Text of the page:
The experience of watching “La Vie de Bohème” raises one big question: “Why am I giggling?” Finnish auteur Aki Kaurismäki’s sense of humor is always a bit strange. Why do we find his assorted po-faced gags and awkwardly stoic social interactions so funny? Very specifically, what triggers it? Books have been written about the many different reasons we laugh, the best one probably being Milan Kundera’s “The Book of Laughter and Forgetting.” In some cases, he suggests, laughter is even angelic. It can bring us closer to God, reminiscent of the way Renaissance Italian poets addressed love.
Kaurismäki, whose sense of humor is somewhat inscrutable and always deadpan, sits somewhere between the divine smile and the wry anger of the revolutionary. That last bit sounds like a contradiction, but it is no such thing. From working class revenge comedy (“The Match Factory Girl”) to more mysterious missing identity mystery (“The Man Without a Past”), humor is a route to a kind of secular, proletarian state of grace. Which brings us back to “La Vie de Bohème.”
The film is an adaptation of Henri Murger’s classic novel of the same title, published in 1851. It’s the story of three creative types trying to survive in Paris: Marcel the writer (André Wilms), Rodolfo the painter (Matti Pellonpää) and Schaunard the composer (Kari Väänänen). If this sounds familiar, it’s because it’s also the source material for Giacomo Puccini’s “La Bohème” and the subsequent rock-opera adaptation, “Rent.” Kaurismäki’s film version is very faithful to the plot, but otherwise shares very little of its tone with the more popular stage adaptations of the book.
Actually, the unadorned humor of “La Vie de Bohème” becomes even more interesting when one realizes that this style is essentially the polar opposite of opera. Puccini’s work takes every statement of love or despair and lets it rise to the heavens on sweeping melodies, atop an orchestra brimming with feeling. Kaurismäki’s entire cast speaks with as little expression as possible, sharing their feelings as if they were impossibly accurate weather reports. The only scenes of real sentimentality are without dialog altogether, rare silent odes to love that are accompanied by almost synthetic music. One of them is entirely focused on the love shared by Rodolfo and his dog, Baudelaire.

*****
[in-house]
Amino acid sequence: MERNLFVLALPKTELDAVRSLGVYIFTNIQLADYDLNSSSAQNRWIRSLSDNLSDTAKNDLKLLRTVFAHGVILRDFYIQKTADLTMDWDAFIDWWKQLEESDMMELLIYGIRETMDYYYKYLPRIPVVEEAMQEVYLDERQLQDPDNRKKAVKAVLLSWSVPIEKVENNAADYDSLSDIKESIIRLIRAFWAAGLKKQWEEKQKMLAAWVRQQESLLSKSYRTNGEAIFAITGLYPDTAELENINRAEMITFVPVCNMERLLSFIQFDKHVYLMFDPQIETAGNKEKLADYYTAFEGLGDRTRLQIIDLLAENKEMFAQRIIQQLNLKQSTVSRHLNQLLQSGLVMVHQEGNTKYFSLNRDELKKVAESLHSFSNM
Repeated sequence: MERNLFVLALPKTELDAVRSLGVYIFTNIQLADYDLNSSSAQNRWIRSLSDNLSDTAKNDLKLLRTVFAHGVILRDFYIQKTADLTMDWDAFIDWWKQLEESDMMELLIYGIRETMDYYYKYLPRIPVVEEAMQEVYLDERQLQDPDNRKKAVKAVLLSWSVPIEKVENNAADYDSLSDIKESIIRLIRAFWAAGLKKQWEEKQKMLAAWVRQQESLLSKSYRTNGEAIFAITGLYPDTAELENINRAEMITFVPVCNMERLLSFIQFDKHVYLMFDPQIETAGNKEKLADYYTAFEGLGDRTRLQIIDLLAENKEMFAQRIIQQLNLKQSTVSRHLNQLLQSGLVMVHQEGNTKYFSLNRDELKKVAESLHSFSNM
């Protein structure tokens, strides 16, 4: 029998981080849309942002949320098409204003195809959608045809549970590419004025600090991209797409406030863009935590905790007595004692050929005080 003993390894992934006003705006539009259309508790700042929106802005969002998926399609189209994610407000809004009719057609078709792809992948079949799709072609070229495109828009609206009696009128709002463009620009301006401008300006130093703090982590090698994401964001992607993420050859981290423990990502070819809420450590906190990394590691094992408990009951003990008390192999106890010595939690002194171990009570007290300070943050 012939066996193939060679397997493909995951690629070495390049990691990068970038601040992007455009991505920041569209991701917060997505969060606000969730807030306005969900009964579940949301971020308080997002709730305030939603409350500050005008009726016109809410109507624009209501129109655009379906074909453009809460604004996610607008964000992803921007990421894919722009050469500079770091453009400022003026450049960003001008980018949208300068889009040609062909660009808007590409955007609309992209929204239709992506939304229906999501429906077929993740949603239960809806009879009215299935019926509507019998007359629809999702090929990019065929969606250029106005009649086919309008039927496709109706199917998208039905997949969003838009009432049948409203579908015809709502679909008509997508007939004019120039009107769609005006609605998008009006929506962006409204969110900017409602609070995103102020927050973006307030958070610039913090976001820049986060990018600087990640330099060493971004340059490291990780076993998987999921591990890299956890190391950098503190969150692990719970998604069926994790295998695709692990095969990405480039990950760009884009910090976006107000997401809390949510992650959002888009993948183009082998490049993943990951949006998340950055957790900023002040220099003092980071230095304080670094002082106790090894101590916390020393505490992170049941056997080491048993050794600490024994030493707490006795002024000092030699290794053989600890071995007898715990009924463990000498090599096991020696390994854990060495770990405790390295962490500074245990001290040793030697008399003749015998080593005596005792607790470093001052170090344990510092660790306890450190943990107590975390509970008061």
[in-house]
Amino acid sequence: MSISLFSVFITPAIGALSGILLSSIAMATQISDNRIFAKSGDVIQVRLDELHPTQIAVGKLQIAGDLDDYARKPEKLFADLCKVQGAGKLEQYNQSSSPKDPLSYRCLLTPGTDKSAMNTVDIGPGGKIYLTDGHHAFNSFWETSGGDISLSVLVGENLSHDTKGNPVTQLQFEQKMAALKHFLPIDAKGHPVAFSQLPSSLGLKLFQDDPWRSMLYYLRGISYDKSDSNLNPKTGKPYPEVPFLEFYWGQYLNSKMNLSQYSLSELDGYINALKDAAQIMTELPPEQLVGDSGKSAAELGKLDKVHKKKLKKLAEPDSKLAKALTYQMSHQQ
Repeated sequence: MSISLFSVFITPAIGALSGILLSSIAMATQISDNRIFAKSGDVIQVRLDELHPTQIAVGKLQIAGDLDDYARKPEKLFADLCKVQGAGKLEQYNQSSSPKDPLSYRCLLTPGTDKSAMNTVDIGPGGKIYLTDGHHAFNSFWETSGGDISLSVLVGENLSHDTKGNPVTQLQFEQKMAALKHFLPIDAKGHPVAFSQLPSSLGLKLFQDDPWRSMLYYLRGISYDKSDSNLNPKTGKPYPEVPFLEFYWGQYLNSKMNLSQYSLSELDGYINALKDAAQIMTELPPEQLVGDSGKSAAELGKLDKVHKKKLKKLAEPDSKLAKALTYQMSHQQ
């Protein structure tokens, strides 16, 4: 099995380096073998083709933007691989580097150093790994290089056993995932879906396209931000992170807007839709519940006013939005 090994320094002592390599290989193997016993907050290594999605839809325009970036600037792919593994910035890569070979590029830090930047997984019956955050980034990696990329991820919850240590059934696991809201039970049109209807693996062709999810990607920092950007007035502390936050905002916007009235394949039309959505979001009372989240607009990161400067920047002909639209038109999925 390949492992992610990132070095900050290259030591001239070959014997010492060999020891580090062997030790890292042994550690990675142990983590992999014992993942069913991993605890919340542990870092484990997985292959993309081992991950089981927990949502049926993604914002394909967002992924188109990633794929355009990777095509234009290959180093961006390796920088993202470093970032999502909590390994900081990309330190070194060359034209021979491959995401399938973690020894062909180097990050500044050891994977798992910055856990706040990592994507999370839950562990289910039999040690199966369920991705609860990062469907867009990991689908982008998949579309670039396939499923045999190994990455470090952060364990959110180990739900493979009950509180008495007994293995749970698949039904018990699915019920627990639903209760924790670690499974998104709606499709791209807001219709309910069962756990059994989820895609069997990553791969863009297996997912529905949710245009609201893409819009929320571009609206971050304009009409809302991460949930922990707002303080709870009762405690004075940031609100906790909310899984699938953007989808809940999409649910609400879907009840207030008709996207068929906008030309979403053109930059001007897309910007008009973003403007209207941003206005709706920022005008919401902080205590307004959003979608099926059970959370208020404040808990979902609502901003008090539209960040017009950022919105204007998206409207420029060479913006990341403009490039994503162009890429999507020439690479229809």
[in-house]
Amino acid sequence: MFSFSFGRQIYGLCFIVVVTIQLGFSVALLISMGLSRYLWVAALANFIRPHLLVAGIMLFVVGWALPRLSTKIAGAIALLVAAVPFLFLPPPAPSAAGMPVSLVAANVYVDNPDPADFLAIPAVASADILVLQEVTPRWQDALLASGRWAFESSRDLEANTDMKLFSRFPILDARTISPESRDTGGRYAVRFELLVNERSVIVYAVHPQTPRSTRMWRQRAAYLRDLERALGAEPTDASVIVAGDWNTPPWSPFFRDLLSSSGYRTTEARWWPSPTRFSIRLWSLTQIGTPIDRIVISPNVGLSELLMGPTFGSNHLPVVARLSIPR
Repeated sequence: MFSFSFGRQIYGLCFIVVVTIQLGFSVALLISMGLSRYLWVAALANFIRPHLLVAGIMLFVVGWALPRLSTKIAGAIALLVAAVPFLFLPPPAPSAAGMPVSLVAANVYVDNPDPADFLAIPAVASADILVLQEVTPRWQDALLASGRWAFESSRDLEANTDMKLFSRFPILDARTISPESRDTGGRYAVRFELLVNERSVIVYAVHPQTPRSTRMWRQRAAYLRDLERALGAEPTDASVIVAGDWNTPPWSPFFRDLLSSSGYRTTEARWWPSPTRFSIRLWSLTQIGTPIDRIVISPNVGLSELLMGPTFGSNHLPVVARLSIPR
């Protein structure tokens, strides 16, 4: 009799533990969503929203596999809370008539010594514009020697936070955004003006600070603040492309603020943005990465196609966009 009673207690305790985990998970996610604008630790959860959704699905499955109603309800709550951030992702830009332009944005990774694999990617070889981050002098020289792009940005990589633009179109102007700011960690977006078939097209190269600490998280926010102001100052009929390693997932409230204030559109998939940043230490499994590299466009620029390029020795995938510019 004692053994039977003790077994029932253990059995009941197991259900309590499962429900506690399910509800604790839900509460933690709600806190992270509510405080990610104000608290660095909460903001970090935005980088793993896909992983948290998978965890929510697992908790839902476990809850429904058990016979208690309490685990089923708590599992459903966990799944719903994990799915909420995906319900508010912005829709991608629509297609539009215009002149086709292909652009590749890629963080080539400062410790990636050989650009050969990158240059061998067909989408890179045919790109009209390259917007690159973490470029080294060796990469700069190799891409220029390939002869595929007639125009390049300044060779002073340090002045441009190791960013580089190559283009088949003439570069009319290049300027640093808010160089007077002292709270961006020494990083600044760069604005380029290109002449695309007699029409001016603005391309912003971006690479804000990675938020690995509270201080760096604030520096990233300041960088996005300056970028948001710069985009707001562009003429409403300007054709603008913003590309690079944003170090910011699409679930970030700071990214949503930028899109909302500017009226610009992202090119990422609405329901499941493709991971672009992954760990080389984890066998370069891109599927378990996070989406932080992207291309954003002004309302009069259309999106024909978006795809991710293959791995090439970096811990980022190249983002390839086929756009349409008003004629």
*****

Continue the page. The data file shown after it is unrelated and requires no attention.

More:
In the place of broad sentiment is humor, some of which is actually quite absurd. The word “deadpan” is grossly inadequate to the nuance of this style, though it’s in the right direction. In the first love scene between Rodolfo and Mimi, he tells her he’s going to kiss her on the cheek with about as much romance in his voice as brusque, Finnish Siri, and then promptly plants one right on her lips. This is right after the film’s nod to the same scene in Puccini, in which the two lovers search for a lost match. Here the flame is in the kitchen, as Rodolfo looks for the coffee that was ostensibly the reason that Mimi has come up to his apartment. “I’m out of coffee,” he realizes, “but I will make a soup.”
It is difficult to describe a comedy so small, so unglamorous. In part this is because it’s more of an anti-comedy, laughter created not through absurd performance but through the absence of such. It also has a leveling effect, on all of the different tones contained in a single story. This is particularly interesting in “La Vie de Bohème,” with its narrative of ups and downs. The three central artists rise and fall quite abruptly, in the expected trials and tribulations of the “Bohemian” lifestyle. The constant blunt humor compresses this. Times of triumph and times of poverty are both treated with the same degree of hilariously muted nonchalance, and at the end of the film it feels as if we’ve just been transported back to the beginning. Puccini achieves this with returning musical cues designed to make you weep. Kaurismäki does it with considerably less obvious effort.
Of course, this is not to say that you won’t be crying at the end of “La Vie de Bohème,” it will just be for different reasons. The beauty of Kaurismäki’s anti-humor is that while it never endorses emotionality directly, it also never takes it away. This strange balance is also true of his most recent feature, “Le Havre,” which is a sequel of sorts to “La Vie de Bohème.” André Wilms reprises his role as Marcel, though none of the other characters have carried over.
Both films have a quiet sense of humor, one that isn’t quite as bold as some of the director’s “Proletariat Trilogy.” Perhaps this is because these are his only two films made in French. Regardless, they share a unique place not only in his filmography but in the larger story of laughter in cinema. There are many, many ways to make us laugh. Few of them have the nuanced, beautiful glow of a Kaurismäki comedy.